New equity initiative to invest $5 million over three years in St. Paul

Thanks to a new national effort, St. Paul organizations will receive $5 million over three years to invest in equity initiatives based on community feedback.

The Partnership for Equitable and Resilient Communities, or PERC, launched last year to start a collaboration with four cities that are committed to advancing racial equity and justice locally and have strong community organizations to steward funding. The initial cities chosen for the funding are Cleveland; Durham, N.C.; Selma, Ala.; and St. Paul.

Acooa Ellis
On Jan. 11, 2023, the Partnership for Equitable and Resilient Communities announced Acooa Ellis as its new executive director. (Courtesy of the Partnership for Equitable and Resilient Communities)

Susan Thomas, president of the Melville Charitable Trust, one of PERC’s founding organizations, said PERC emerged as she and other nonprofit leaders observed a lack of federal COVID-19 relief funding going to support local communities, especially communities of color.

“I had like a kitchen cabinet of people that were just all of the collective understanding that the people who are most impacted are not included in the decision-making about how federal dollars are spent,” she said. “How can philanthropy play a role in providing that kind of platform upon which all different initiatives, efforts, funding streams, current and new can fit and how people can come together around the community table and align those efforts and use federal dollars to do that.”

Local leadership

Acooa Ellis, a St. Paul resident who formerly served as senior vice president of community impact for Greater Twin Cities United Way, was named PERC’s executive director last month.

Ellis also co-chaired the city of St. Paul’s Community-First Public Safety Commission, which led to the creation of the Office of Neighborhood Safety, in 2021 and co-chaired the governor’s task force on housing a few years ago.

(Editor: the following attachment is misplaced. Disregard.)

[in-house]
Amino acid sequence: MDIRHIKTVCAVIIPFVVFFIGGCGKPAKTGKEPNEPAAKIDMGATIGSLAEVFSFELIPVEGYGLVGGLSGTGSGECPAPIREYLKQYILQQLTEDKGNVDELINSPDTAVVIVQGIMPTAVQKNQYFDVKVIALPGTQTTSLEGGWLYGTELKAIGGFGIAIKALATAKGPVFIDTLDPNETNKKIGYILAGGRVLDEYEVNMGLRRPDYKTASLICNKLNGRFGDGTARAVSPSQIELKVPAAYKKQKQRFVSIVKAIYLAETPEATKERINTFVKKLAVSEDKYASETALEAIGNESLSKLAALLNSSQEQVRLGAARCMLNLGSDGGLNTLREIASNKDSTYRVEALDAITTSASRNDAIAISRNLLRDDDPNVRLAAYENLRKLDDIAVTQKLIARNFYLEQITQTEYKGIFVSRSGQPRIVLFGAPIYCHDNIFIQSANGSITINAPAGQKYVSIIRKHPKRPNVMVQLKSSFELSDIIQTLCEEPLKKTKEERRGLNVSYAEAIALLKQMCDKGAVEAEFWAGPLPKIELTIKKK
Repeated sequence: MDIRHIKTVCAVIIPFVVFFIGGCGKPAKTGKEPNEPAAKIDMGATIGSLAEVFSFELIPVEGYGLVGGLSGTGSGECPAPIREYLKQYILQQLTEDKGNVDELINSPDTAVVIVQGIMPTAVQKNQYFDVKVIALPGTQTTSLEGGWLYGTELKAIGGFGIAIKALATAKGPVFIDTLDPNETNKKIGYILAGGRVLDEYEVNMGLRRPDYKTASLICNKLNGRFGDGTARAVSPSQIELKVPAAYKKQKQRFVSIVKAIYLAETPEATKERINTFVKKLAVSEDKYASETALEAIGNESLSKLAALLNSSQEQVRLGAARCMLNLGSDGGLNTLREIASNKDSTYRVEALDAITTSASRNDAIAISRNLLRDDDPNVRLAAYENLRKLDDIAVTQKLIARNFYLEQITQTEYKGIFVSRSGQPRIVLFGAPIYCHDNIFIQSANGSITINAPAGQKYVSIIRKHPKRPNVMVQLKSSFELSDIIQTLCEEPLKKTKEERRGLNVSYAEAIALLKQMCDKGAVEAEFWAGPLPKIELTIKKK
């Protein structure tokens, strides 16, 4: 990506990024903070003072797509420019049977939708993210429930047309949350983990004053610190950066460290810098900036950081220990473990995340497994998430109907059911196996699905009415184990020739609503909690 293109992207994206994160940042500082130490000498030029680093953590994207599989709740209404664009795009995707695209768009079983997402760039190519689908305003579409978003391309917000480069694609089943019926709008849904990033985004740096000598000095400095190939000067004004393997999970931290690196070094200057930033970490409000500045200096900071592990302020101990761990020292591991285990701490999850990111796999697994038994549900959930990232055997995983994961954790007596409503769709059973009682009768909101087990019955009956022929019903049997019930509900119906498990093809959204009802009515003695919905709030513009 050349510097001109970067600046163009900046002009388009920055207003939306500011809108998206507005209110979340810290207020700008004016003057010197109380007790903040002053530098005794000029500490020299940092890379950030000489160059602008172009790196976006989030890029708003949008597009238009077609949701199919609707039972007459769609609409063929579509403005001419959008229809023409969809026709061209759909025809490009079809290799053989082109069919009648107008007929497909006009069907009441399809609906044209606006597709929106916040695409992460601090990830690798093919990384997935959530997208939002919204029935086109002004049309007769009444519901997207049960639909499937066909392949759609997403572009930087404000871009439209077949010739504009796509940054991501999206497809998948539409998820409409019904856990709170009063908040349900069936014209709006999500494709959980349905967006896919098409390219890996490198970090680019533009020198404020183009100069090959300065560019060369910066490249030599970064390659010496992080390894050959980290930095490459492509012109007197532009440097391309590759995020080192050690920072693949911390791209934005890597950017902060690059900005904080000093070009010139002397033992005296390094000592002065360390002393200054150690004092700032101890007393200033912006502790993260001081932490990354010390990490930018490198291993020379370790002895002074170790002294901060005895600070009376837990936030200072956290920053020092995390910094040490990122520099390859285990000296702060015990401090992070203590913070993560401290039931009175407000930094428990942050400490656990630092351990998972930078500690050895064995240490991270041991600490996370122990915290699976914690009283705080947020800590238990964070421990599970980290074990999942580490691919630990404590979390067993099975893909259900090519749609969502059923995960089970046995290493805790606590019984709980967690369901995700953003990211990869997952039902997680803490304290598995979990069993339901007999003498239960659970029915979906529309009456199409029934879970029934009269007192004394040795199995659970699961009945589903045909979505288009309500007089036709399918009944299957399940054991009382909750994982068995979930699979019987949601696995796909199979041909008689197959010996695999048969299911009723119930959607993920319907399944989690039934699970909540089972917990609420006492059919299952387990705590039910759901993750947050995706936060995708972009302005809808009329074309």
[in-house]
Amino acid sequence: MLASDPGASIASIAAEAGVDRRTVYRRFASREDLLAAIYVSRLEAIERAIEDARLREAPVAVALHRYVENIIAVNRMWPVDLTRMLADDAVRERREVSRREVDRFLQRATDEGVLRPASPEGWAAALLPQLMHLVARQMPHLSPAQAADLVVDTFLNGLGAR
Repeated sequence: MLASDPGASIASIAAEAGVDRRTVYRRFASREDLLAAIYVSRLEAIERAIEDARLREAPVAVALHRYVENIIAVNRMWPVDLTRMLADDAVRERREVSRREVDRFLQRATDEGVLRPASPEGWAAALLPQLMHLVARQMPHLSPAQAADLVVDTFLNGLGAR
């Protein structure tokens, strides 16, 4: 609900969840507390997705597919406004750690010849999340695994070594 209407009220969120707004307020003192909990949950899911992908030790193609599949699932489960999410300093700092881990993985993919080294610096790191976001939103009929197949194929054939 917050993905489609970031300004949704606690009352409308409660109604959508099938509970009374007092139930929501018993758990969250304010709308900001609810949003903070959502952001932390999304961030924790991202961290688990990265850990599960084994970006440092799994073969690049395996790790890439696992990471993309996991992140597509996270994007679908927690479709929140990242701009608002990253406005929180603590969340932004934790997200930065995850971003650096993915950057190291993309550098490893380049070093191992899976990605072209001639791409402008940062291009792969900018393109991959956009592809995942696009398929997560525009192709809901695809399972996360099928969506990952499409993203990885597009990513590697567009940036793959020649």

Ellis said she was drawn to PERC because of its approach that allows the chosen cities to decide themselves how the funding would best serve their residents.

“They were coming into the conversation assuming that communities knew what they needed,” she said. “Our sole mission is to create really smooth pathways for those communities, particularly leaders in the Black, Indigenous and Latino communities, to picture the resources necessary to lead very full, fulfilling lives.”

Organization also sets the initiative apart. Ellis said PERC requires cities to outline what they want to accomplish before taking six months to develop specific plans for investment, a process that will wrap up in June.

“It’s really flipping that planning model backward and not defining the activities at first, but defining the end goal at first, defining the population at first,” said Ellis. “Then layering on the different activities, initiatives, funding streams that are needed to advance and achieve that result.”

Public funding streams

To implement each city’s initiatives, PERC has looked to public funding streams such as the federal American Rescue Plan, hoping to receive dollars that haven’t been spent by state, regional or local governments to provide economic relief from COVID-19, Thomas said. PERC aims to make direct impacts on the cities it serves by allowing local governments’ expertise on their residents’ needs to shape how funding is spent, she said.